Maya Rudolph channels Beyoncé while singing national anthem at Tulane University graduation

Maya Rudolph gave Tulane University graduates something they'll surely never forget. The comedian capped her commencement speech to the class of 2015 in New Orleans on Saturday with a unique rendition of the national anthem. Rudolph, who gives a mean Beyoncé  impersonation, tapped into the diva within to sing "The Star-Spangled Banner" with riffs and high notes and a whole lot of emotion. Maya Rudolph does a mean Beyoncé impersonation and channeled the musical diva at the Tulane graduation Saturday. She even incorporated snippets of Queen Bey's "Single Ladies" and "Drunk in Love" as well as "Take Me Out to the Ball Game" to the delight of the audience, who could be heard cheering and laughing throughout Rudolph's performance. "B to the R to the A to the V to the E," she sang loudly before giving a final roaring, "BRAVE!" ON A MOBILE DEVICE? WATCH THE VIDEO HERE. Continue Reading

Mo’ne Davis, who pitched a shutout in Little League World Series, to have her story told in Disney Channel movie

NEW YORK (AP) — Little League pitching sensation Mo’ne Davis will be the subject of a Disney Channel movie. The network says development is underway on the biographical film, titled “Throw Like Mo.” It will tell the story of the 13-year-old who last summer made history as the first girl to pitch a shutout in the Little League World Series. A member of Philadelphia’s Taney Dragons, Davis then became the first Little Leaguer to make the cover of Sports Illustrated magazine. She will serve as a consult on the movie, which she hopes will encourage viewers to believe that dreams can really come true. Disney Channel did not specify an airdate or cast. But Davis says she can’t wait to get started. Continue Reading

Travel Channel’s ‘Big Crazy Family Adventure’ stars a world-class clan of explorers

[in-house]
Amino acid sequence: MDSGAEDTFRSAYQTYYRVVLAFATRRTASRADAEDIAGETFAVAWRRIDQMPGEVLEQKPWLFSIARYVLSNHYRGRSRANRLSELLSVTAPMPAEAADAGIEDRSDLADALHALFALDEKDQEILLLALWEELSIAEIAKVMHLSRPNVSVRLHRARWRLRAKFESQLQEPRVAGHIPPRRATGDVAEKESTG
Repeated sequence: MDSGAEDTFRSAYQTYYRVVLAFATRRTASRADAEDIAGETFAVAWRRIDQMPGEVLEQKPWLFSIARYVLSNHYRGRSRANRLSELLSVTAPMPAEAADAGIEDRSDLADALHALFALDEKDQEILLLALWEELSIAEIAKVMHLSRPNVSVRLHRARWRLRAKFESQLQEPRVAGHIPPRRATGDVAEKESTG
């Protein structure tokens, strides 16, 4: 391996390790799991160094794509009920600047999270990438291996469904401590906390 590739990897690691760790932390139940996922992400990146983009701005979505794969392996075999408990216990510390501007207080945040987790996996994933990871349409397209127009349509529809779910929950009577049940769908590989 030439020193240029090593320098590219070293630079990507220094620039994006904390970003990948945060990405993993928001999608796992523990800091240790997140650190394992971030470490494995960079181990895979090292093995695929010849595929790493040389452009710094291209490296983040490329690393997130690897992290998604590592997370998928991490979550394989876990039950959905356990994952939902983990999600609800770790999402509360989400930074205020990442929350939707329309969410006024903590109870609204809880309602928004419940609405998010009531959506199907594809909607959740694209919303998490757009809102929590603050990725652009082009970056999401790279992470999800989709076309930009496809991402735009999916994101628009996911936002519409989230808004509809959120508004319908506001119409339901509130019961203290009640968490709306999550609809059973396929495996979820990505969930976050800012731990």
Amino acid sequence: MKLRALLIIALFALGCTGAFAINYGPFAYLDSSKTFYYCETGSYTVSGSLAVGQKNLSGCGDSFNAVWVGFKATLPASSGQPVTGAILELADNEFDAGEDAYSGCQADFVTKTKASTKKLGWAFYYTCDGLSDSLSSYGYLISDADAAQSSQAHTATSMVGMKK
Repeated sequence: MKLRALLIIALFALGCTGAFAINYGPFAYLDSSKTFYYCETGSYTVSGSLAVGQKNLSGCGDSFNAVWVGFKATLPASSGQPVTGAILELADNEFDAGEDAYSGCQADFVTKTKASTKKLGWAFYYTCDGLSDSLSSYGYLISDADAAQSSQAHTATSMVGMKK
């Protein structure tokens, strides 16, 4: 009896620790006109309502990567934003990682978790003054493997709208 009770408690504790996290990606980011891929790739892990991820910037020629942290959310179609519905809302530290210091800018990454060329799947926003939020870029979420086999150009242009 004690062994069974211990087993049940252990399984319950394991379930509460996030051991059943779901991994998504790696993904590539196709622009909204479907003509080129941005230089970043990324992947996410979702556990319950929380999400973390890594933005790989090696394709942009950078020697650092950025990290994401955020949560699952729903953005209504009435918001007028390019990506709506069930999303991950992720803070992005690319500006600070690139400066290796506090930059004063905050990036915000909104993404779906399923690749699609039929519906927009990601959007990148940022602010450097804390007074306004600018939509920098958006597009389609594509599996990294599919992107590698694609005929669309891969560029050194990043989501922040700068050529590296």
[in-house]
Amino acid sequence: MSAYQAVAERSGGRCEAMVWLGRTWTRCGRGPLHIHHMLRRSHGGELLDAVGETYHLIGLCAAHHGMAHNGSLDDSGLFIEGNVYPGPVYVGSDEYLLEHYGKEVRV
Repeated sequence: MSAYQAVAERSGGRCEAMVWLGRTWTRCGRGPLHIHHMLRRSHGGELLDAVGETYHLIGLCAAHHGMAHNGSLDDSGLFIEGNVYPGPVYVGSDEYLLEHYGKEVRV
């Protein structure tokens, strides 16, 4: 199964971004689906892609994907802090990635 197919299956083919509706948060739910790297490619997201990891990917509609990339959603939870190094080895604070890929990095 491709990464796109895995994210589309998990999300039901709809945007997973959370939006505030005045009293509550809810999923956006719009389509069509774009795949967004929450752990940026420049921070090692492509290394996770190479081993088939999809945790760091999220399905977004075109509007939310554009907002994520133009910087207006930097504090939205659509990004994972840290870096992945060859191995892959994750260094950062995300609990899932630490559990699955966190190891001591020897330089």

“Are we there yet?” Imagine how many times your kids could whine that during a 13,000-mile road trip. The Kirkby family took a 96-day journey with their sons, 7 and 4. They left their Kimberley, B.C., home for a remote monastery in Ladakh, India, and never boarded a plane. They traveled by canoe, cargo ship, ferry, bullet train, riverboat, taxis, pony, elephant and rickshaw. Their odyssey, chronicled in “Big Crazy Family Adventure,” debuted Sunday on the Travel Channel, and has been streaming on, available on the channel’s app and on VOD platforms for more than two weeks. The project marks the first time the station is releasing a season of a show before it premieres on air. “We wanted to see everything in between,” Bruce Kirkby says of the adventure. “An airplane is like a time machine. It diminishes time and space. You take off from North America and you land in the morning and you are in Asia.” Kirkby, who worked as a guide and journalist, had long traveled with his wife, Christine Pitkanen. When their sons Bodi, 8, and Taj, 3, were infants, they began taking them along. During this trip, they visited North Base Camp at Mount Everest, before the recent earthquake. They walked along the Great Wall in China. And Kirkby was close enough to the DMZ between North and South Korea that he was ordered back in his car. The boys loved the cargo ship, where Pitkanen insisted they wear lifejackets, because the safety railings were not intended for children. The boys shuddered at some of the food, such as larvae, though Bodi says that “eating a scorpion was good because it was fried.” Still, there were moments — particularly when on a boat on the Ganges, where it was 110 degrees and they stayed below because of swarms of mosquitoes — that Pitkanen says she wondered, “What are we doing this for?” But they knew why. “We Continue Reading

Amtrak crash victim Justin Zemser mourned by Beach Channel High School football coach Victor Nazario